This article was posted on Thursday, Oct 01, 2015

The government’s Census Bureau recently reported that the U.S. homeownership rate fell to the lowest level in the last 48 years. It is indeed a sad awakening that the level of home ownership is now the lowest since 1967.

Along this same line, the Census Bureau found that more Millennials (18 to 34 year-olds) are living with their parents today than at the worst point in the Great Recession. This is despite the fact that the economy and labor market conditions have improved in recent years. 

The issue is not that we aren’t forming more households. We are. The problem is that fewer and fewer households can afford to buy a house – despite record low interest rates – and more and more are renting rather than buying, whether by choice or by necessity.

The fact that more and more Americans are choosing to rent their homes and apartments has resulted in rents going through the roof. It’s supply and demand, of course. But the fact that Americans are spending more and more on rent means that they have less and less to spend on buying other goods and services to spur the economy.

The bottom line is that the American Dream of owning your own home is fading fast. This fact is affecting younger Americans the hardest. Way too many have given up the dream of owning their own home, as a recent Gallup poll has found.

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Today, we’ll look at this disturbing trend and try to discern why it is happening. 

U.S. Homeownership Rate Falls to Lowest Since 1967

The nation’s homeownership rate continued its decline in the second quarter, dropping to a 48-year low, the Census Bureau reported last week. The homeownership rate slid to 63.4%, down from 63.7% in the first quarter and 64.7% in the second quarter of last year.

The homeownership rate peaked in 2004 at 69.2%and has been down ever since. The last time homeownership was this low was in the first quarter of 1967, when the rate was 63.3%. Yet it’s not like tens of millions of Americans are living in the streets. Instead, they’re becoming renters – either by choice or necessity.

Some of that stems from tighter mortgage standards. While they’ve eased ever so slightly in the past few years, they’re nowhere near as easy as they were in the early 2000s. Today, getting a mortgage or home equity loan involves multiple credit checks over a period of weeks, onerous income and asset verification headaches, higher credit scores and lower total debt-to-income ratios. That’s true even for well-qualified borrowers, not just those with credit blemishes.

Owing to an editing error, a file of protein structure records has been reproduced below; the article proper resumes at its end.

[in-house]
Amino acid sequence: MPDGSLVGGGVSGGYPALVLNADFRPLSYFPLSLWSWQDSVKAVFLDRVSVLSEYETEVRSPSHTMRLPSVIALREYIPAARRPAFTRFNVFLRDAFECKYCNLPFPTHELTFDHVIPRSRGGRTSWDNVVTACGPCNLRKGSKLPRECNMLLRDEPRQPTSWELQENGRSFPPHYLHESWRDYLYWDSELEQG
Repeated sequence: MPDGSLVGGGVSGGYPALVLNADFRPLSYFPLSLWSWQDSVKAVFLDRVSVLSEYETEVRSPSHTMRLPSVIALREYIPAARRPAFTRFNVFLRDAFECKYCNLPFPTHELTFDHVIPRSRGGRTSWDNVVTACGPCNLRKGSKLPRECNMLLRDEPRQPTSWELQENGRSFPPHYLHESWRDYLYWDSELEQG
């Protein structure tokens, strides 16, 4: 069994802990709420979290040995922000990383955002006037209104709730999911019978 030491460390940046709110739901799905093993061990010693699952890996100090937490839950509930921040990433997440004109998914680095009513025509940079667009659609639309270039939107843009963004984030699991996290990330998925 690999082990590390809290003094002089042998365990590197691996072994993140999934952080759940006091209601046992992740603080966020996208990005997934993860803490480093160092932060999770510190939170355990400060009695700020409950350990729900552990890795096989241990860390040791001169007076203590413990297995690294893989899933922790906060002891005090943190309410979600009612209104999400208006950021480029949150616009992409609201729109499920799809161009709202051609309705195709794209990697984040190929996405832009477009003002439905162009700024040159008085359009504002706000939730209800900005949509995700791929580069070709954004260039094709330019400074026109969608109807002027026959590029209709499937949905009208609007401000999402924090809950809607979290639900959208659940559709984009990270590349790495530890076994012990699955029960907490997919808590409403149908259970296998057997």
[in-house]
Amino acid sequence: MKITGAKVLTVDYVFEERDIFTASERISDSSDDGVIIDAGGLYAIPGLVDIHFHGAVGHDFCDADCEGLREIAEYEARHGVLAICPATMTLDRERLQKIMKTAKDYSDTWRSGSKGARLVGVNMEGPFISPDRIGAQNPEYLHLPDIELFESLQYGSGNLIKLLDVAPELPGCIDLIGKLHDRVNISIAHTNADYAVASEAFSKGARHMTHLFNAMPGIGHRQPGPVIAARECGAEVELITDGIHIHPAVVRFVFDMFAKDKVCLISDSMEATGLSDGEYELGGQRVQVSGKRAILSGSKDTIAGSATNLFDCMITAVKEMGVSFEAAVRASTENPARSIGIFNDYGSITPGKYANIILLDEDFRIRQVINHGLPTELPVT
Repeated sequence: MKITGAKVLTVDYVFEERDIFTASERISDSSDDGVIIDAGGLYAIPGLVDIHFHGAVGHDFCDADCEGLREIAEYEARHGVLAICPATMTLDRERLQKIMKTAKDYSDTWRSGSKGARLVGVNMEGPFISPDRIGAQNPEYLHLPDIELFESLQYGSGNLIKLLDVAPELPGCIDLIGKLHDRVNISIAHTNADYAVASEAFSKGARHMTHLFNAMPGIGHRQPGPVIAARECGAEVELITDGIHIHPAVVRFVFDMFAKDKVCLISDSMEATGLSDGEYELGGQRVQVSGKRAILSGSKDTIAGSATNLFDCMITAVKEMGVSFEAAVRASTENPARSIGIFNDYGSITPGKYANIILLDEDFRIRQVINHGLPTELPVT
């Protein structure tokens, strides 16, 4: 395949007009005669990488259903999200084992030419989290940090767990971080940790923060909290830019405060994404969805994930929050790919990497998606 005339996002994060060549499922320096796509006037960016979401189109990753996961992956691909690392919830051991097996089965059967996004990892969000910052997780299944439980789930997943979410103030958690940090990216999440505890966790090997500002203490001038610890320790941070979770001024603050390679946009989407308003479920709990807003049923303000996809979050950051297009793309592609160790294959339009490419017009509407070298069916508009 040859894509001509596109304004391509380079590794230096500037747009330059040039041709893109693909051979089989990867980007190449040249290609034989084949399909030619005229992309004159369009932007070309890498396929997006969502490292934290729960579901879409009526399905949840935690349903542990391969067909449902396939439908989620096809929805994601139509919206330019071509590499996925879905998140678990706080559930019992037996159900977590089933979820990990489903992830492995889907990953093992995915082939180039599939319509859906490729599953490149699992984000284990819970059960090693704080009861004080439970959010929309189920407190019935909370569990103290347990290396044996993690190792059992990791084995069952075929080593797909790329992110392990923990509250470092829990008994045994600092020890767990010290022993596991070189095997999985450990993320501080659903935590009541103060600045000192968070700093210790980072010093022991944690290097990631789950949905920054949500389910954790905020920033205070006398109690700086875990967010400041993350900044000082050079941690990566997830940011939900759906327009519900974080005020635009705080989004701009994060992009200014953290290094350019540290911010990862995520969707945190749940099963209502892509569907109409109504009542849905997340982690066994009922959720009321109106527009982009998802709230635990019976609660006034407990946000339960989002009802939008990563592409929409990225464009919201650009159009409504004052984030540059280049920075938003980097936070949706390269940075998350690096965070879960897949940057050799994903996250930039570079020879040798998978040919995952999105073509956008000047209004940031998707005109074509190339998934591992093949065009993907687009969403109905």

Lackluster income growth is another problem, as is the fact that many younger potential buyers have insufficient down payment funds and meager savings. Many of them are burdened with high student debt loads and are under-employed based on their education levels. That means first-time home buyers are fewer and farther between.

Then there’s the lingering psychological damage of the housing bust, and the desire for more mobility among the typical first-time buyer demographic. Renting keeps them from being tied down – a desirable situation given the fact “jobs for life” are a distant memory these days. 

More Millennials Living with Their Parents Than Ever

Young adults are living with their parents at greater rates than during the lowest point of the Great Recession, even in the face of improved job prospects as the economy recovers. The living arrangements of young adults seem to have come unhinged from labor market conditions, as they are becoming less likely to live on their own as the economy improves from the financial crisis.

Five years into the economic recovery, full-time employment is up and wages are starting to rebound. But despite these improvements in the labor market, more Millennials are living with their parents than they were during the worst period of the recession, according to a new Pew Research report based on the latest Census Bureau data.

In fact, the nation’s 18 to 34 year-olds are less likely to be living independently of their families and establishing their own households today than they were in the depths of the financial crisis. In 2007, approximately 71% of this demographic lived independently of their parents; but the Census Bureau found that only 67% are living on their own as of the end of April of this year.

Meanwhile, the national unemployment rate for adults ages 18 to 34 declined to 7.7% in the first third of 2015, a significant recovery from the 12.4% who were unemployed in 2010. Other standard benchmarks also demonstrate that nationally the young adult labor market has strengthened.

In spite of these positive economic trends and the growth in the 18 to 34 year-old population, there has been no uptick in the number of young adults establishing their own households. In fact, the number of young adults heading their own households is no higher in 2015 (25 million) than it was before the recession began in 2007 (25.2 million).

This may have important consequences for the nation’s housing market recovery, as the growing young adult population has not fueled demand for housing units and the furnishings, telecom and cable installations and other ancillary purchases that accompany newly formed households. 

Rising Household Formation is Driving Rents Higher

Despite more young adults living with their parents, the number of U.S. households was up by almost 1.5 million in the first quarter of 2015 from a year earlier – the second consecutive quarter of relatively strong growth, following years of only tepid gains. But the net increase was entirely due to renters, since the number of owner-occupied households fell slightly.

Much of the problem is attributable to simple supply and demand.  

The job market has improved and more people are entering the labor pool in force, boosting household formation. But in a structural shift for the real estate market, new households are much more likely to be renters than buyers.